Fairy tales are more than true; not because they tell us that dragons exist, but because they tell us that dragons can be beaten.
~ G. K. Chesterton
Happy Feast of St. George! In the past our children loved slaying Dragon Cakes or decorating 3D Cookie Sugar Story Quilts (here and here) to celebrate St. George's Day, but last year, since we have a birthday to celebrate each year on the 20th, I decided to try and find a healthy (yet still fun!) alternative and ended up creating a Saint George and the Dragon Veggie Platter. They loved it! It is so quick and easy to put together that I had no trouble making another one this year, despite our incredibly full week of required state testing Monday-Thursday, a birthday to celebrate, braces removed and retainer fitting, and all of our usual commitments and appointments ending with three well-child checkups this evening… Whew!! I'm so glad it's finally Thursday night and our schedule is completely open tomorrow (and the next day!) for the first time in over a week!
|Saint George and the Dragon by Jim Forest|
While devouring this year's Saint George and the Dragon Veggie Platter, my husband read the following short and inspiring story from Saints for Young People for Every Day of the Year (1963 Edition):
Pictures of St. George usually show him killing a dragon to rescue a beautiful lady. The dragon stands for wickedness. The lady stands for God's holy truth. St. George was a brave martyr who was victorious over the devil.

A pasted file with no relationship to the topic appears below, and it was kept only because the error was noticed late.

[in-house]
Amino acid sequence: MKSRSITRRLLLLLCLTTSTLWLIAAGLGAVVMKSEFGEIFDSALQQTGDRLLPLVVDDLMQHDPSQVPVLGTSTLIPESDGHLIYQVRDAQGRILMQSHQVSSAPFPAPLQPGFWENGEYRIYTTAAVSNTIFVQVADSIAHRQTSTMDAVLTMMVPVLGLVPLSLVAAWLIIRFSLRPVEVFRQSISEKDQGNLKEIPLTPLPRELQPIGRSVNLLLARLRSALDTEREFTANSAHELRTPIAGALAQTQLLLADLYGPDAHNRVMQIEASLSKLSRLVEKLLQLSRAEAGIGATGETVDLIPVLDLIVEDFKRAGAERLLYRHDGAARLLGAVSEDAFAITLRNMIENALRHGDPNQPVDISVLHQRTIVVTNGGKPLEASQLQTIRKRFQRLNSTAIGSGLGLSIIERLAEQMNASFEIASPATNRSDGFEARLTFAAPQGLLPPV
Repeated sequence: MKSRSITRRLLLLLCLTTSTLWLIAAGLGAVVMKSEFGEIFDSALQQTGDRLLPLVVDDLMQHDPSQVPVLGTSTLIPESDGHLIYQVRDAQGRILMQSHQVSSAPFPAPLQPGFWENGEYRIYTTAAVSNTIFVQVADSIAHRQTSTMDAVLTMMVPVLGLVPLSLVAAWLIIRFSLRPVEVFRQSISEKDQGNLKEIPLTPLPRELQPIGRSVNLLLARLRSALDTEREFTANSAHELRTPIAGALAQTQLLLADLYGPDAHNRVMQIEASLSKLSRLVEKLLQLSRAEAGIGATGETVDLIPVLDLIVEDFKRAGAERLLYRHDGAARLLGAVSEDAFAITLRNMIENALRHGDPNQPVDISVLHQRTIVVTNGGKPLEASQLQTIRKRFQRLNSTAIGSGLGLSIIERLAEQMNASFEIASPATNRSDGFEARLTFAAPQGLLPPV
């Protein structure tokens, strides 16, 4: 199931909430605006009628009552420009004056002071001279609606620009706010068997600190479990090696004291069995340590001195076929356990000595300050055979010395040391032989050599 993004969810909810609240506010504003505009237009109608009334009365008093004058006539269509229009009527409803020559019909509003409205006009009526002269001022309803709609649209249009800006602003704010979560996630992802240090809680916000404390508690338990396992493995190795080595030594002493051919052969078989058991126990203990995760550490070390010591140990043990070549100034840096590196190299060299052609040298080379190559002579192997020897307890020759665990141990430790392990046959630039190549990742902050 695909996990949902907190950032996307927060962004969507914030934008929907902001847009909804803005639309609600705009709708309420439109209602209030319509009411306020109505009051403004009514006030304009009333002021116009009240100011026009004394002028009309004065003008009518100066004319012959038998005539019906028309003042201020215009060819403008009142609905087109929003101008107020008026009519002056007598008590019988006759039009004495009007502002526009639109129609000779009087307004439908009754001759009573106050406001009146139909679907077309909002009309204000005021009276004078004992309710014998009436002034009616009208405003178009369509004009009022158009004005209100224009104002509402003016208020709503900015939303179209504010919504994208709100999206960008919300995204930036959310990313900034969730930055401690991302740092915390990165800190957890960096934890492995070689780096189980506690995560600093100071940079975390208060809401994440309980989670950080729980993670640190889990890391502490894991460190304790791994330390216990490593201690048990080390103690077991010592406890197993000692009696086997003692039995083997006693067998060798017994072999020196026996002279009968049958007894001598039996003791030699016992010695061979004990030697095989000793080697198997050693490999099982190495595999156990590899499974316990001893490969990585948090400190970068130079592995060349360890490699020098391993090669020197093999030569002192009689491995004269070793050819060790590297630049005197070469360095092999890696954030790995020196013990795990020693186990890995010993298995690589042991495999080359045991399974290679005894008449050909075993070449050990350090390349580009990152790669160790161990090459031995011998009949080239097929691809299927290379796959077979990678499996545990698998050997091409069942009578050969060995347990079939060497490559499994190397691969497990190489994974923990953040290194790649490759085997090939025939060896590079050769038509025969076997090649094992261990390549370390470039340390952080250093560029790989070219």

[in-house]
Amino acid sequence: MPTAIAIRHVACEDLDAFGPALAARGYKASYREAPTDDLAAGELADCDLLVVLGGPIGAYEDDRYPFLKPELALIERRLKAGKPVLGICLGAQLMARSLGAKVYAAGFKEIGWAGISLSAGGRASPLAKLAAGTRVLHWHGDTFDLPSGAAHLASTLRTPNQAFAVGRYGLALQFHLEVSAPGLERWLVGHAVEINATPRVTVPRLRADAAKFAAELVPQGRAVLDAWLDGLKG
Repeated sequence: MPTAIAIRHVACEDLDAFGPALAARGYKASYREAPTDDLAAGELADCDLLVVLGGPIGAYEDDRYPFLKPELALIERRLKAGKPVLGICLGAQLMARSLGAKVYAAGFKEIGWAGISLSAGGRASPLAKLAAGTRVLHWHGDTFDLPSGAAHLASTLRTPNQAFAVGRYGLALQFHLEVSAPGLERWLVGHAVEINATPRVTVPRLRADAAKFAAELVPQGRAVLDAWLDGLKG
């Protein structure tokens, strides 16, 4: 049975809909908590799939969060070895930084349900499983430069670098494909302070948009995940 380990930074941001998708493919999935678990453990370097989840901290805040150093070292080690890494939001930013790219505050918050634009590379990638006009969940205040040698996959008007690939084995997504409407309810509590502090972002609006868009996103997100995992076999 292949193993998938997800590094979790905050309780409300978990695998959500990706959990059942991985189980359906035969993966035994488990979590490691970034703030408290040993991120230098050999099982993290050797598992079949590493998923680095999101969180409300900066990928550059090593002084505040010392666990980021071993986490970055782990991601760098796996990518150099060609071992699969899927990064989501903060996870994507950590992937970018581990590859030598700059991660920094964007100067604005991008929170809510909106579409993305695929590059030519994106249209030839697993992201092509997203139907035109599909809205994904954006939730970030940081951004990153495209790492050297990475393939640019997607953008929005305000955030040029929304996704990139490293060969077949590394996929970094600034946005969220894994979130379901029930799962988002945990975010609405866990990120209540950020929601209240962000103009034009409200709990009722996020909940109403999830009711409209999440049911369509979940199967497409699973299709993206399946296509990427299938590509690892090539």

He was a soldier in the army of the Roman Emperor Diocletian, and he was one of the Emperor's favorite solders. Now Diocletian was a pagan and a bitter enemy of the Christians. He put to death every Christian he could find. George was a brave Christian, a real soldier of Christ. Without fear, he went to the Emperor and sternly scolded him for being so cruel. Then he gave up his position in the Roman army. For this he was tortured in many terrible ways and finally beheaded.
So boldly daring and so cheerful was St. George in declaring his Faith and in dying for it that Christians felt courage when they heard about it. Many songs and poems were written about this martyr. Soldiers, especially, have always been devoted to him.
We all have some "dragon" we have to conquer. It might be pride or anger or laziness or greediness or something else. Let us make sure we fight against these "dragons," with God's help. Then we can call ourselves real soldiers of Christ.
|Comparing the images of St. George found in some of our books. You can find a list with links here.|
So comes snow after fire, and even dragons have their ending!
~ J.R.R. Tolkien, The Hobbit